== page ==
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SRADev calls for regulation of Highly Harzardous Pesticides (HHPs) use

The Sustainable Research and Action for Environmental Development(SRADev), an environmental NGO, has called for the regulation of the use of Highly Harzardous Pesticides (HHPs) in the country.

Highly Harzardous Pesticides (HHPs)
Executive Director of SRADev, Dr Leslie Adogame (right, seated), with media and CSO officials during the briefing

Executive Director of SRADev, Dr Leslie Adogame, stated this at a news conference on Sustainable Alternatives to Highly Harzardous Pesticides (HHPs) on Friday, October 21, 2022, in Lagos

Adogame said that the regulation of the use of HHPs had become necessary because of its indiscriminate use which leads to poisoning and death.

He said that, to stem the tide in the rise in the use of HHPs, there was the urgent need for the Federal Government, through the National Agency for Food and Drug Administration and Control (NAFDAC), to officially review or update pesticides/HHPs allowed into the country.

According to him, NAFDAC owes Nigerians a duty to publicly release the list of restricted/ banned HHPs in Nigeria.

He urged the National Environmental Standards and Regulations Enforcement Agency (NESREA) to immediately gazette/roll-out the “Hazardous Pesticides Chemicals Regulation” finalised by stakeholders two years ago.

“The Federal Ministry of Agriculture should immediately finalise the ‘National Organic Agriculture Policy for Nigeria’ which has been formulated since 2019.

“The recent pronouncement by the African Union in the development of organic agriculture in the continent should be implemented on national and local level.

“Nigeria Government should facilitate the access to certification services.

“There is no government approved certifying body yet to standardize products and ensure compliance with organic production system.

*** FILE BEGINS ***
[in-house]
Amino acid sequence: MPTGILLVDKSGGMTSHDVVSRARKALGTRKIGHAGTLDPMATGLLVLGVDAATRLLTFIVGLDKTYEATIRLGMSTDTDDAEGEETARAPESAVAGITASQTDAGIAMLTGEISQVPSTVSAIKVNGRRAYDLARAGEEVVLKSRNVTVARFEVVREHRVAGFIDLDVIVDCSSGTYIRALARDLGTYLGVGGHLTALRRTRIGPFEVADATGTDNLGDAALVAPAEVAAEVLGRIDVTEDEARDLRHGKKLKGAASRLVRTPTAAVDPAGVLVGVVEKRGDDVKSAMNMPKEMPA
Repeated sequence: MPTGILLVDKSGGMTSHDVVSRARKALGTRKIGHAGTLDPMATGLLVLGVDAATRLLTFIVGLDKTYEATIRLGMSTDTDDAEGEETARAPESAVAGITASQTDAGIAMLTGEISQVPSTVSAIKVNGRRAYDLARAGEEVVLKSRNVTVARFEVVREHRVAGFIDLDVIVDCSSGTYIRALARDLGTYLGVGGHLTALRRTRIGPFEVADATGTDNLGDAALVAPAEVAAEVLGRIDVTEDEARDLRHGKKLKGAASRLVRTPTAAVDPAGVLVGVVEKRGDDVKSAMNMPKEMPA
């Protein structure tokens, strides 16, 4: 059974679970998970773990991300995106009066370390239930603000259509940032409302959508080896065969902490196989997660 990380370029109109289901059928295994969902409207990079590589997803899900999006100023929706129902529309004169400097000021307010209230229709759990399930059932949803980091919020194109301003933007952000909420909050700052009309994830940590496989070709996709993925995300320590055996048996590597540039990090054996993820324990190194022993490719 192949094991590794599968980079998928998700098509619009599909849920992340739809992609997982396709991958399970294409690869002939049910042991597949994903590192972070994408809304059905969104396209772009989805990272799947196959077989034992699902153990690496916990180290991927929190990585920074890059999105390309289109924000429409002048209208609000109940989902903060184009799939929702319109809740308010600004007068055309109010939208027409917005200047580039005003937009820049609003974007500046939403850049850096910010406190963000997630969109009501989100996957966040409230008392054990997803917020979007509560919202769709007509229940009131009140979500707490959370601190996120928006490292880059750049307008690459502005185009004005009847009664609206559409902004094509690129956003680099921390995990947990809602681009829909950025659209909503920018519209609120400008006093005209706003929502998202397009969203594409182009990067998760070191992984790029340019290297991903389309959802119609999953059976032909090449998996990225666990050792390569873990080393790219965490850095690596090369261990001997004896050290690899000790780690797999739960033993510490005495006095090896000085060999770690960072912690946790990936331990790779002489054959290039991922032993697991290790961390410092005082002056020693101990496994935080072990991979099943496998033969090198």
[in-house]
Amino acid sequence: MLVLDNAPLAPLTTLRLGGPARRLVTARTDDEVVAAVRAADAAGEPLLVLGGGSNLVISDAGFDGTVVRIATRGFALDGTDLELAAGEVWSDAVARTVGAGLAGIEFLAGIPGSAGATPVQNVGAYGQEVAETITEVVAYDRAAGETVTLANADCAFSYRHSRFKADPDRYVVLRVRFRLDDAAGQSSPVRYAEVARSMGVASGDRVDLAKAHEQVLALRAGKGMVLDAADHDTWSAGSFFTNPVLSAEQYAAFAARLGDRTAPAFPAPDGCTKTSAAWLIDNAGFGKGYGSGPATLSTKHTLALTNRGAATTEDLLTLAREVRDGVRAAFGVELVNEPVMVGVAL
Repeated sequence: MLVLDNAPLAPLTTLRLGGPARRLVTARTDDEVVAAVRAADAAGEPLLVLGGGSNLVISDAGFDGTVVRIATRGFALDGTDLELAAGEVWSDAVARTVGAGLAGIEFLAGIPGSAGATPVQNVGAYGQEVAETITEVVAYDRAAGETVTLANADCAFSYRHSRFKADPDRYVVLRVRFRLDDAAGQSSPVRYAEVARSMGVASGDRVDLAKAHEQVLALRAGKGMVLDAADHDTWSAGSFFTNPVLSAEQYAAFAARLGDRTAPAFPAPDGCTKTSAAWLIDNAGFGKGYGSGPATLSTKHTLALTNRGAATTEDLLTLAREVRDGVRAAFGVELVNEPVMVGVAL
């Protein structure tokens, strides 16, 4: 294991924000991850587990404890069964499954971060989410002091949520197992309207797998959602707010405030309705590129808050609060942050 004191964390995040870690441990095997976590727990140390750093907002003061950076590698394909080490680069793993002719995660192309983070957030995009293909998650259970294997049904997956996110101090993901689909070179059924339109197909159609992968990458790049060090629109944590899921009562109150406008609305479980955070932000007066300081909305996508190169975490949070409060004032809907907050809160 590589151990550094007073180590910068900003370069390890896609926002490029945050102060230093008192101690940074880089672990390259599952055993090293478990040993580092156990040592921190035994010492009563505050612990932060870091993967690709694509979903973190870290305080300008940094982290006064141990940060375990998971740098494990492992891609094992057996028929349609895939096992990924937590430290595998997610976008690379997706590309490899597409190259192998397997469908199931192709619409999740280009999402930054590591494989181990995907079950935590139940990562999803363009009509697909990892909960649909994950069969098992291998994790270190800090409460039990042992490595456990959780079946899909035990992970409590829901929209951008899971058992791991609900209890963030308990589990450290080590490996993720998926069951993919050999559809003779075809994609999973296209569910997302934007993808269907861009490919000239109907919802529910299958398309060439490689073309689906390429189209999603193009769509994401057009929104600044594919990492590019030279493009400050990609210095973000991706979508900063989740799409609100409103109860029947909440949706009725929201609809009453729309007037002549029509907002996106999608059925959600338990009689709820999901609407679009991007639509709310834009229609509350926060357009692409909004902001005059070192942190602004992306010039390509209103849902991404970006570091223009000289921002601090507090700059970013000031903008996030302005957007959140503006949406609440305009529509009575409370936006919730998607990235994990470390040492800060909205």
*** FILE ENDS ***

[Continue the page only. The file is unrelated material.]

“Awareness or advocacy on organic agriculture must be raised to de-emphasise conventional Agricultural practices.

“Organic agriculture should be inculcated into the educational curriculum,” Adogame said.

The executive director noted that the national consumption of pesticides was on the increase.

He attributed the increase to the expansion of the business of four corporations from the Global North that control 70 per cent of the global pesticide market to the Global South where pesticides are less strictly regulated.

He said that countries like Nigeria are increasingly at the receiving end, adding that national goals of biodiversity conservation could only be achieved if the use of pesticides is significantly reduced.

Adogame said that studies show that Glyphosate, Paraquat Dichloride, Dichlorvos (DDVP otherwise called Otapiapia), Chlorpyrifos are categorised as dangerous HHPs.

He, however, said that these products that have been banned in many countries were still found highly imported into Nigeria and registered for use in Agriculture.

“In the years between 2015-2019, about 822 pesticides were registered in Nigeria by NAFDAC, of which 515, about 63 per cent, are classified as HHPs.

“China had the largest share of 50 per cent, 244 in the origin of HHPs, followed by India 128.

“Between 2020 and 2021, Glyphosate, a kind of organo-phosphorus compound, holds the highest share of all imported HHPs (Glyphosate accounts for a 67.4 per cent and 53.4 per cent of HHP imports in kilograms and litres respectively.

He noted that available data showed that the majority of imported and/or registered pesticides in Nigeria are highly hazardous.

Adogame said that. between 2020 and 2021, the cost of the HHPs imported into Nigeria amounted to over ₦75 billion, adding that imports from China and India alone accounted for over 97 per cent of the cost of HHP imports.

He said that alternatives to HHPs use in agriculture such as agro-ecology, organic farming was currently well advanced in many African countries, but less emphasised or promoted in Nigeria.

He explained that less attention to organic farming in Nigeria was because the existing and enabling policy frameworks were insufficient and not specific enough to support the growth of organic or ecological farming in Nigeria.

“Nigeria has no comprehensive policies in place to fund, implement or promote research as well as the practice into organic farming, agro-ecology or any other sustainable agricultural strategy.

“Regulations remain out of step with standards in leading export markets such as the EU.

“Enforcement of existing regulation is poor and alternatives to high pesticide use are unexplored

“Finally, Standards & Certification of organic food products are not in place to encourage export and competitiveness in  the growing international market,” Adogame said.

He added that the need for organic Agriculture Standard was imperative.

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